HOLT v. WALSH GROUP, et al.
MEMORANDUM OPINION AND ORDER denying, without prejudice, 9 defendant Walsh Group's Motion to Dismiss and Motion for Summary Judgment. Set/Reset Deadlines: Plaintiff's Amended Complaint due by 9/15/2017. Defendants' Response due by 9/29/17. Initial Scheduling Conference set for October 18, 2017, at 11:00 a.m. Signed by Judge Ellen S. Huvelle on September 6, 2017. (lcesh1, )
UNITED STATES DISTRICT COURT
FOR THE DISTRICT OF COLUMBIA
Civil Action No. 17-1173 (ESH)
THE WALSH GROUP, et al.,
MEMORANDUM OPINION AND ORDER
Before the Court is defendant Walsh Group’s motion to dismiss, or in the alternative, for
summary judgment pursuant to Federal Rules of Civil Procedure 12(b)(6) and 56. For the
reasons that follow, defendant Walsh Group’s motion is denied without prejudice, and plaintiff is
granted leave to amend his complaint.
Plaintiff Cecil Holt was injured while working as a construction worker on the roof of
402 Tingey Street, SE in Washington DC (hereinafter, “the Premises”). (Pl.’s Compl. ¶¶ 8, 15.)
On April 14, 2017, plaintiff brought suit in the Superior Court of the District of Columbia against
Walsh Group, the owner of the Premises, and various subcontractors performing work there.
(Pl.’s Compl. ¶¶ 2–7.) Defendants removed the case to federal court based on diversity
jurisdiction. 28 U.S.C. § 1332(a).
Defendant Walsh Group then filed this motion arguing that plaintiff erroneously named
Walsh Group as the supervisor of the construction site on the Premises when Walsh Construction
Co. II, LLC (hereinafter “Walsh Construction”) was actually responsible for supervising the
construction site. Plaintiff counters that (1) defendant Walsh Group was involved in or
responsible for the Premises, (2) a motion to dismiss would be premature because plaintiff
requires additional discovery to determine which Walsh entity had control over the Premises and
the relationship between defendant Walsh Group and Walsh Construction, and (3) plaintiff
should be granted leave to amend his complaint under Federal Rule of Civil Procedure 15 if
Walsh Construction is indeed the proper defendant.
“To survive a motion to dismiss, a complaint must contain sufficient factual matter,
accepted as true, to ‘state a claim to relief that is plausible on its face.’” Ashcroft v. Iqbal, 556
U.S. 662, 678 (2009) (citation omitted). “A claim has facial plausibility when the pleaded
factual content allows the court to draw the reasonable inference that the defendant is liable for
the misconduct alleged.” Id. “In ruling on a motion to dismiss, the Court may consider not only
the facts alleged in the complaint, but also documents attached to or incorporated by reference in
the complaint and documents attached to a motion to dismiss for which no party contests
authenticity.” Demissie v. Starbucks Corp. Office & Headquarters, 19 F. Supp. 3d 321, 324
(D.D.C. 2014); see also Kaempe v. Myers, 367 F.3d 958, 965 (D.C. Cir. 2004).
To succeed on a motion for summary judgment, defendant must demonstrate that “there
is no genuine dispute as to any material fact and the movant is entitled to judgment as a matter of
law.” Fed. R. Civ. P. 56(a). A genuine dispute as to a material fact exists “if the evidence is
such that a reasonable jury could return a verdict for the nonmoving party.” Anderson v. Liberty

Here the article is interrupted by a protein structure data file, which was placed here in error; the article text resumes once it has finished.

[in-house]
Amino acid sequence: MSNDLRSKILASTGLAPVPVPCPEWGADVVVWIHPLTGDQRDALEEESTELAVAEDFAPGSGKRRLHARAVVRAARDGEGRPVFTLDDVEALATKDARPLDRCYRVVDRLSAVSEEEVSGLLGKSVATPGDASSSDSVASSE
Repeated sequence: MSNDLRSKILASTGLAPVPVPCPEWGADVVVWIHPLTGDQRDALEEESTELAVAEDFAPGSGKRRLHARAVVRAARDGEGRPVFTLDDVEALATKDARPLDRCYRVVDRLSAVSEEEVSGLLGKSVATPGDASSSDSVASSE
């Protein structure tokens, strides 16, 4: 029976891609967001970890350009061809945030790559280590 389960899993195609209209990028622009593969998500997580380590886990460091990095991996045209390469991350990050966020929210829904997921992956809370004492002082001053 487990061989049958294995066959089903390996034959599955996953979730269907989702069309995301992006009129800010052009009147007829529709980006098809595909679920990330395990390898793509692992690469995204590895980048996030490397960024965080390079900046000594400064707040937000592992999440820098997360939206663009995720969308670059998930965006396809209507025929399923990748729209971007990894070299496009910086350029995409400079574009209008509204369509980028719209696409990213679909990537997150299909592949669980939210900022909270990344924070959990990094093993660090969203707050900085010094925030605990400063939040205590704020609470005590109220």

Lobby, Inc., 477 U.S. 242, 248 (1986). This Court is generally reluctant to grant summary
judgment when the parties have not had a full and fair opportunity to conduct discovery.
See Convertino v. U.S. Dep’t of Justice, 684 F.3d 93, 99 (D.C. Cir. 2012); Taylor v. FDIC, 132
F.3d 753, 765–66 (D.C. Cir. 1997); see also Baker v. Henderson, 150 F. Supp. 2d 13, 16 (D.D.C.
Defendant Walsh Group is a holding group that claims to own no shares in Walsh
Construction, and to have never held itself out as Walsh Construction’s agent. (Glimco Decl.
¶¶ 6–8.) However, Walsh Group shares an address, telephone number, and fax number with
Walsh Construction. (Pl.’s Exs. 3–6; Glimco Decl. ¶¶ 4–5.) Plaintiff has also provided an
affidavit swearing that he observed “numerous signs on the work site identifying Walsh as the
general contractor” and spoke with several Walsh employees both on and off the Premises.
(Pl.’s Ex. 2.)
After reviewing plaintiffs’ complaint and the attached and incorporated documents that
the Court may consider at this stage, this Court denies the motion to dismiss; plaintiff has stated
a facially plausible negligence claim against defendant Walsh Group. See Iqbal, 556 U.S. at 678.
This Court also denies the motion for summary judgment because material facts remain
regarding (1) defendant Walsh Group’s control over the Premises and (2) defendant Walsh
Group’s relationship with Walsh Construction. See Anderson, 477 U.S. at 248.
In addition, this Court grants plaintiff leave to amend his complaint to add Walsh
Construction as a party. Fed. R. Civ. P. 15(a)(2); Canuto v. Mattis, No. CV 16-2282 (EGS),
2017 WL 3437662, at *4 (D.D.C. Aug. 10, 2017); Johnson v. Veterans Affairs Med. Ctr., 133 F.
Supp. 3d 10, 13 (D.D.C. 2015).
For the reasons stated above, it is hereby
ORDERED that defendant’s motion to dismiss/motion for summary judgment
IS DENIED WITHOUT PREJUDICE; it is further
ORDERED that plaintiff is given leave to file an amended complaint on or before
September 15, 2017; it is further
ORDERED that defendants shall file their responsive pleading, as required by Federal
Rule of Civil Procedure 15, on or before September 29, 2017; and it is further
ORDERED that an initial scheduling conference is set for October 18, 2017, at 11:00
/s/ Ellen Segal Huvelle
ELLEN SEGAL HUVELLE
United States District Judge
Date: September 6, 2017
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